Lina Broman, PhD student at MISU


Simultaneous observations of Noctilucent clouds: hint at the cloud particle size distribution


Long term observations of Polar mesospheric clouds from both satellite and ground-based instruments have proven to be a valuable tool for studies of the complex dynamics as well as the long-term changes of the upper atmosphere. Combining satellite instruments that adapt different measurement technique gives the possibility to also study cloud structures in multiple dimensions, and the microphysical processes involved with the lifecycle of the clouds.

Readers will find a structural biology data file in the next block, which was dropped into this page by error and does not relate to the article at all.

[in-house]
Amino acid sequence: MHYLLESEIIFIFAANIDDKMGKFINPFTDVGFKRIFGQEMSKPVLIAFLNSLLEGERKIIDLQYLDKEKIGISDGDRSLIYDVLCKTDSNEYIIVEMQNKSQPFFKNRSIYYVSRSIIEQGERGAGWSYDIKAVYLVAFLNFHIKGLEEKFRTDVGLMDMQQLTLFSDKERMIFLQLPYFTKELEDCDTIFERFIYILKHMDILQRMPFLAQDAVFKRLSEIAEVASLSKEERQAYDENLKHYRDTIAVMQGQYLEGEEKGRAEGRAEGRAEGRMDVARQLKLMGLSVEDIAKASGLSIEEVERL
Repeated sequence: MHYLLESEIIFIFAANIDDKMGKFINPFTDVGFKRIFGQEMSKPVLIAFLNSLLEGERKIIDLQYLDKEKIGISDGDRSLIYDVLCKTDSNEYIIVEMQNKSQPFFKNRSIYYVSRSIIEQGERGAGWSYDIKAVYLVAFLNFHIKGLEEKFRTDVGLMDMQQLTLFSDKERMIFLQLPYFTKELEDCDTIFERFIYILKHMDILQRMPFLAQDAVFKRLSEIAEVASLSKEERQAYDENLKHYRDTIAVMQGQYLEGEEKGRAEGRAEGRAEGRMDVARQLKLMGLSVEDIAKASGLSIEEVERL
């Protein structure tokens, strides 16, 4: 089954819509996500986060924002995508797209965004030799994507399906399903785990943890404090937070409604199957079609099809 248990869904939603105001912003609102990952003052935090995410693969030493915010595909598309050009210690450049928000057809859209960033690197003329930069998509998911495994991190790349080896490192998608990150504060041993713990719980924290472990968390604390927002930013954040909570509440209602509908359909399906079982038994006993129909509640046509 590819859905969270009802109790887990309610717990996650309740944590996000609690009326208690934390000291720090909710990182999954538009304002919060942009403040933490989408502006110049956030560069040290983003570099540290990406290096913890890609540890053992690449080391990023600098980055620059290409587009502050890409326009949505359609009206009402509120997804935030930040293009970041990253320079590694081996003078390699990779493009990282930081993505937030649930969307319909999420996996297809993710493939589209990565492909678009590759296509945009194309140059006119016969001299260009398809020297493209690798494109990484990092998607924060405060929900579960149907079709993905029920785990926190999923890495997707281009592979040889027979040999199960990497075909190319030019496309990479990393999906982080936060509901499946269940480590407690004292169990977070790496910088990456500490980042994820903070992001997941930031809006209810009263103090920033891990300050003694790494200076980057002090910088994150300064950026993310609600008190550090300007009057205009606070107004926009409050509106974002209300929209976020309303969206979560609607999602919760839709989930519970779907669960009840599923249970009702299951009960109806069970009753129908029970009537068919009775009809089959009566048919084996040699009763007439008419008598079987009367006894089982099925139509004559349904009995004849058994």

In this talk I will describe how we compare common volume polar mesospheric cloud observations from a special set of tomographic limb observations to from the Optical Spectrograph and Infrared system (OSIRIS) to the nadir viewing Cloud Imaging and Particle Size (CIPS) instrument. While OSIRIS retrieves cloud properties using spectral analysis, CIPS adapts phase function analysis. Combing these different approaches is challenging due to differences in scattering conditions, observation geometry and sensitivity.  An essential and intriguing question is also choice of assumption on the particle size distribution.


Thursday October 31, 14:15


Rossbysalen C609, Arrhenius laboratory, Svante Arrhenius väg 16C, 6th floor